The issue: A warehousing and delivery service experienced a large surge in demand at key points in the year. The service was stretched at these times and suffered a number of inefficiences including staffing pressures, poor productivity and a high rate of process failures (breakages, incorrect dispatches and injuries).
Approach: Using a combination of process and workforce analysis I identified improvements to process that made adjustment to role easier for temporary workers and improved productivity throughout the year.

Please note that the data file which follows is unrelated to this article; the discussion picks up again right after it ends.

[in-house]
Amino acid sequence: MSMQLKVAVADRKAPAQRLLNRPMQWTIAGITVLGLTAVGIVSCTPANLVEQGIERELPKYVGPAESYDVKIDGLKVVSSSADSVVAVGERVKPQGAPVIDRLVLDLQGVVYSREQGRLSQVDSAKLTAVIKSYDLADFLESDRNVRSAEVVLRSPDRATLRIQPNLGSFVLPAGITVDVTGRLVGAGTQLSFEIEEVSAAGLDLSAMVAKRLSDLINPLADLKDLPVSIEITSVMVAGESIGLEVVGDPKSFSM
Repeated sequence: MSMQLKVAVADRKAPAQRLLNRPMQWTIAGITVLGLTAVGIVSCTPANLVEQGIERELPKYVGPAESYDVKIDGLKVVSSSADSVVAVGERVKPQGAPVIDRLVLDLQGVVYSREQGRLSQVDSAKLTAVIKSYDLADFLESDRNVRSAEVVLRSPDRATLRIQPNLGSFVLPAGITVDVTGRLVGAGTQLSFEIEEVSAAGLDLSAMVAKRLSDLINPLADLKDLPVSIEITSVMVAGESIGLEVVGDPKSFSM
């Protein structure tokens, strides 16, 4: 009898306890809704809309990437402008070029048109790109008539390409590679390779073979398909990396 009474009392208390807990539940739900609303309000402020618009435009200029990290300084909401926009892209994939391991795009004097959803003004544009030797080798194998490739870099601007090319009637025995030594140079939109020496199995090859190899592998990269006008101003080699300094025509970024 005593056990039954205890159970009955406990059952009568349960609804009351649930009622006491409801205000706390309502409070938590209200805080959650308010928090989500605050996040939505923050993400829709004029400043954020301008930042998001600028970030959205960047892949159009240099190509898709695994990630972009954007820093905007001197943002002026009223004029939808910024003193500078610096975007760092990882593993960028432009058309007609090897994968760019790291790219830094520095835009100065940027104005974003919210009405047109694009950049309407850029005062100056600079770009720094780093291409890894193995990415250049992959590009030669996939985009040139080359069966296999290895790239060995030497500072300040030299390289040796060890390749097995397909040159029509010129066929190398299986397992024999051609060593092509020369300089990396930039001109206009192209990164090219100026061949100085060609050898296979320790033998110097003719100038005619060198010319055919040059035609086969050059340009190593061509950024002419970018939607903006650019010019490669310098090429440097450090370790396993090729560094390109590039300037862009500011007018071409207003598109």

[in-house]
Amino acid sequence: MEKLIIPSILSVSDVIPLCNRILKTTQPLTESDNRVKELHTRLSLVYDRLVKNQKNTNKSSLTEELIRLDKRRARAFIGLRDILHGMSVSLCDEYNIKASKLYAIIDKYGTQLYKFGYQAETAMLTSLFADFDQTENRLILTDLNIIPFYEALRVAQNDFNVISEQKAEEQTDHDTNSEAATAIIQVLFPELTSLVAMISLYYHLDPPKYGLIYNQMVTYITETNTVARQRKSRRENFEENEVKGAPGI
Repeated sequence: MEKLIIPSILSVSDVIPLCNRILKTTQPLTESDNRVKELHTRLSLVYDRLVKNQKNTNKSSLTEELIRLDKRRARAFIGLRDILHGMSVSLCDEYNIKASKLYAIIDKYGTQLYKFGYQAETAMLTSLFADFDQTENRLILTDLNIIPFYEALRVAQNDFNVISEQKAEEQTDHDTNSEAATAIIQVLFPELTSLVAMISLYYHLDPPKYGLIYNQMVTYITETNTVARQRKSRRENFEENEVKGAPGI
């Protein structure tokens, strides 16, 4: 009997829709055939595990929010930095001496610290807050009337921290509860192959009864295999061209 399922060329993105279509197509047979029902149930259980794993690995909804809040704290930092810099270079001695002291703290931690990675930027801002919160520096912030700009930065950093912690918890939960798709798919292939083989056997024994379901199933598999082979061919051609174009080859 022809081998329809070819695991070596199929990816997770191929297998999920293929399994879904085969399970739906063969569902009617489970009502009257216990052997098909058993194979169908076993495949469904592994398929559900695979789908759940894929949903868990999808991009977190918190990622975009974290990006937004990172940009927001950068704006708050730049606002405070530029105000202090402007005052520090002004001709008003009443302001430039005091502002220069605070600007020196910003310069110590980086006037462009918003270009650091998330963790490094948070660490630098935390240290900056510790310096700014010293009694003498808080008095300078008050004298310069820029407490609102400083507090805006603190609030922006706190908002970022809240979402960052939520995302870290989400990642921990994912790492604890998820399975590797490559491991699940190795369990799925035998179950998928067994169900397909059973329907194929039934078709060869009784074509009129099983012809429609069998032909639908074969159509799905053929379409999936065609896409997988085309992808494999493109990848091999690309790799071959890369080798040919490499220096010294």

Specifically: Lean analysis and marginal gain analysis revealed inefficient workforce planning, equipment use and a lack of co-ordination and standardisation. There was also scope to increase automation and improve layout at the site. Embedded observation of the processes involved revealed the potential for tasks to be sabotaged by some workers.
Outcome: Improvements to recruitment and induction led to a more stable and motivated peak volume workforce. Process improvements improved productivity by 15%, whilst resulting in reduced costs and process failures. Greater confidence and improved outcomes has meant a 10% increase in new business and repeat business in a competitive market.